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Management article
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Reference no. 95410
Published by: Harvard Business Publishing
Published in: "Harvard Business Review", 1995

Abstract

Manufacturing managers in a broad array of industries agree that achieving low cost and high quality is no longer enough to guarantee success. In the face of fierce, low-cost competition and an army of high- quality suppliers, companies are increasingly concentrating on flexibility as a way to achieve new forms of competitive advantage. Having acknowledged the importance of flexibility, however, managers in industry after industry are finding it frustratingly difficult to improve. In a quest to help manufacturing managers begin to understand why the improvement of flexibility has been so elusive, author David Upton embarked on a study of more than 60 factories in North America that manufacture fine paper. Upton found that, contrary to conventional wisdom, the flexibility of the plants depended much more on the people in the operation than on any technical factor.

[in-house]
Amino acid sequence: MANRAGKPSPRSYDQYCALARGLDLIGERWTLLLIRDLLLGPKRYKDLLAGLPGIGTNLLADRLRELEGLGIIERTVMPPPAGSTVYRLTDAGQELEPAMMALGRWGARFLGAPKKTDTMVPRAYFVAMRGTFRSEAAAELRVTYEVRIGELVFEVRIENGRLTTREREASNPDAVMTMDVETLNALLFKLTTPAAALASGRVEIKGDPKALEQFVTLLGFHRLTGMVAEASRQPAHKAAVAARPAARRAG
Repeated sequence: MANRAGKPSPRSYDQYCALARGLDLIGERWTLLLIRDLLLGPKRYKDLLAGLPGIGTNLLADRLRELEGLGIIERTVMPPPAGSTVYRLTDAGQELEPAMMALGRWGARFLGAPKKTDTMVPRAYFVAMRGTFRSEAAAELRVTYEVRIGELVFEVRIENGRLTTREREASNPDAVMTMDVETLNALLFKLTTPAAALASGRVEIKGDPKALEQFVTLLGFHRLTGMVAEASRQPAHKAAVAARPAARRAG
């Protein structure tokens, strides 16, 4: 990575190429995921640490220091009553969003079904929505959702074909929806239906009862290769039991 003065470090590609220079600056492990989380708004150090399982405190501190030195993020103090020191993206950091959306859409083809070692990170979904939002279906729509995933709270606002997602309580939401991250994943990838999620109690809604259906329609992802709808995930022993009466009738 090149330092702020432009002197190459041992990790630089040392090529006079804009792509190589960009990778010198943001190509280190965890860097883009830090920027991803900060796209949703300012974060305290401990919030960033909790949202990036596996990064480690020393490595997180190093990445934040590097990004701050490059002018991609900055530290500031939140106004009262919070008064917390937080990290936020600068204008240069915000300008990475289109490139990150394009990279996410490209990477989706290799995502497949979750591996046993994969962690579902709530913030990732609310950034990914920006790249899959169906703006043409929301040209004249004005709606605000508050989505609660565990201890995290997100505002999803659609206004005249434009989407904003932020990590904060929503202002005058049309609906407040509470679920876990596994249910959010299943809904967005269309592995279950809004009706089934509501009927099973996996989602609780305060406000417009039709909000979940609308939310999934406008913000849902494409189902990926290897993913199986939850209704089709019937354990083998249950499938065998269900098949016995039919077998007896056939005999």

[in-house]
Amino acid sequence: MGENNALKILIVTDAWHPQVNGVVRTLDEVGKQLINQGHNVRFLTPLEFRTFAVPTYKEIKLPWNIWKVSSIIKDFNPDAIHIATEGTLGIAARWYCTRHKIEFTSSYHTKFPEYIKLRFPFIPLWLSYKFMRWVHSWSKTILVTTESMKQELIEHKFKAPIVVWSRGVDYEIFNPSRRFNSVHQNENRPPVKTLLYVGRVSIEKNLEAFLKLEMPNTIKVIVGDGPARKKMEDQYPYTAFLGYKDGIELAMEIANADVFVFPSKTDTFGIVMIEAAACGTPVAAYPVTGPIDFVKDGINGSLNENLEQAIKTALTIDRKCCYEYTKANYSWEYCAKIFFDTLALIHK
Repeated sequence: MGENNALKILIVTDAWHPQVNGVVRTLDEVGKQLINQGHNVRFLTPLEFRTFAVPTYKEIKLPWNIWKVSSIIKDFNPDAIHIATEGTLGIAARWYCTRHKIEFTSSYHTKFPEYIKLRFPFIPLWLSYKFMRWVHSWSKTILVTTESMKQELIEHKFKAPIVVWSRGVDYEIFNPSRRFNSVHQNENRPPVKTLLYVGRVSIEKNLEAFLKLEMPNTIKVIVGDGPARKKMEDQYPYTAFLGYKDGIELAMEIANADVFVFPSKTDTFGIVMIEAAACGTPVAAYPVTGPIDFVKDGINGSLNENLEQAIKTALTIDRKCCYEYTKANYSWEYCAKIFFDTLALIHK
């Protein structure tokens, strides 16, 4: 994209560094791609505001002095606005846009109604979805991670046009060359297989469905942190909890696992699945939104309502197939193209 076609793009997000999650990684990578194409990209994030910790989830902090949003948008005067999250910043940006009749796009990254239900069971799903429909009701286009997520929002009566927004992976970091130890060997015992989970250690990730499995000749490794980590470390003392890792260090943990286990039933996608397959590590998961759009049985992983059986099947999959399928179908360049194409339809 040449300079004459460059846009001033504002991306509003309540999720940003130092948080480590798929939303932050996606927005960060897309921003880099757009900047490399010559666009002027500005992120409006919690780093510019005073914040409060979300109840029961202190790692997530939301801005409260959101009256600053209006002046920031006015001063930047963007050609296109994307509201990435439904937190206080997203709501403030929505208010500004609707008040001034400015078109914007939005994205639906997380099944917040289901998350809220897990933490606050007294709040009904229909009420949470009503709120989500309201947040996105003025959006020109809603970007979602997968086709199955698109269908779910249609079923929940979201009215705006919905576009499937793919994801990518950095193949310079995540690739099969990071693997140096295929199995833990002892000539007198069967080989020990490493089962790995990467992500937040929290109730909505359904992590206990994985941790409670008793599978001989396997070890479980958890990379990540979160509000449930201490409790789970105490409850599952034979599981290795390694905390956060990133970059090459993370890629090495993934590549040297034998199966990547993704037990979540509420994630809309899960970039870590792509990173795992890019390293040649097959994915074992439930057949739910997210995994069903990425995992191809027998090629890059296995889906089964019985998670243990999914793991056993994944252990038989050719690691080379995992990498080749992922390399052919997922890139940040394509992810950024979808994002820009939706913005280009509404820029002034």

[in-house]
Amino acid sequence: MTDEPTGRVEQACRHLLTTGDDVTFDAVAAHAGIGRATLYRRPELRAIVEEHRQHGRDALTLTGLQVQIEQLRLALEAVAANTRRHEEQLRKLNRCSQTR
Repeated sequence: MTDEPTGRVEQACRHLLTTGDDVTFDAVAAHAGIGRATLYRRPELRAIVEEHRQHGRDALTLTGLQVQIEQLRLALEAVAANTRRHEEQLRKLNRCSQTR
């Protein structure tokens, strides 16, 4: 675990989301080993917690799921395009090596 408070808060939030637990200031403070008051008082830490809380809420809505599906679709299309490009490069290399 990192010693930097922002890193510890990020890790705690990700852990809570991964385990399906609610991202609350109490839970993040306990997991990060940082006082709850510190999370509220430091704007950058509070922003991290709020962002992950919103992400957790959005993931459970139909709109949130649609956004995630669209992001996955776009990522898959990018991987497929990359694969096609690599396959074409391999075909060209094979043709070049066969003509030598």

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Abstract

Manufacturing managers in a broad array of industries agree that achieving low cost and high quality is no longer enough to guarantee success. In the face of fierce, low-cost competition and an army of high- quality suppliers, companies are increasingly concentrating on flexibility as a way to achieve new forms of competitive advantage. Having acknowledged the importance of flexibility, however, managers in industry after industry are finding it frustratingly difficult to improve. In a quest to help manufacturing managers begin to understand why the improvement of flexibility has been so elusive, author David Upton embarked on a study of more than 60 factories in North America that manufacture fine paper. Upton found that, contrary to conventional wisdom, the flexibility of the plants depended much more on the people in the operation than on any technical factor.

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